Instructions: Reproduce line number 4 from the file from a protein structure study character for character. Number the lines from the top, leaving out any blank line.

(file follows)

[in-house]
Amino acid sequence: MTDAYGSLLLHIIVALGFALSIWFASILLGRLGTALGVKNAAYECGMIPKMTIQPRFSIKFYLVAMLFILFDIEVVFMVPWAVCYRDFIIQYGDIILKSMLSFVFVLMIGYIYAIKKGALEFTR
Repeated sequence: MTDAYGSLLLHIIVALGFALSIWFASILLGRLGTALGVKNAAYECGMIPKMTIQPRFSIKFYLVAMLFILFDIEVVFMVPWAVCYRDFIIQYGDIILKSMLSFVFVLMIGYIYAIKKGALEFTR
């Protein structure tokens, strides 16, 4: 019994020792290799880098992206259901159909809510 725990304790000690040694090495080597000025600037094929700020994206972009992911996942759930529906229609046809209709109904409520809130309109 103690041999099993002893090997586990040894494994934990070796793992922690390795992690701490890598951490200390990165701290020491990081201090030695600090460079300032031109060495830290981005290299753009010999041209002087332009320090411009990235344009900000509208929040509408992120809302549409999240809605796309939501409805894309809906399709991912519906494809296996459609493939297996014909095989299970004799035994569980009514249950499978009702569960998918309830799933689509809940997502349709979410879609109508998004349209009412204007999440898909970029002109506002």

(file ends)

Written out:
């Protein structure tokens, strides 16, 4: 019994020792290799880098992206259901159909809510 725990304790000690040694090495080597000025600037094929700020994206972009992911996942759930529906229609046809209709109904409520809130309109 103690041999099993002893090997586990040894494994934990070796793992922690390795992690701490890598951490200390990165701290020491990081201090030695600090460079300032031109060495830290981005290299753009010999041209002087332009320090411009990235344009900000509208929040509408992120809302549409999240809605796309939501409805894309809906399709991912519906494809296996459609493939297996014909095989299970004799035994569980009514249950499978009702569960998918309830799933689509809940997502349709979410879609109508998004349209009412204007999440898909970029002109506002």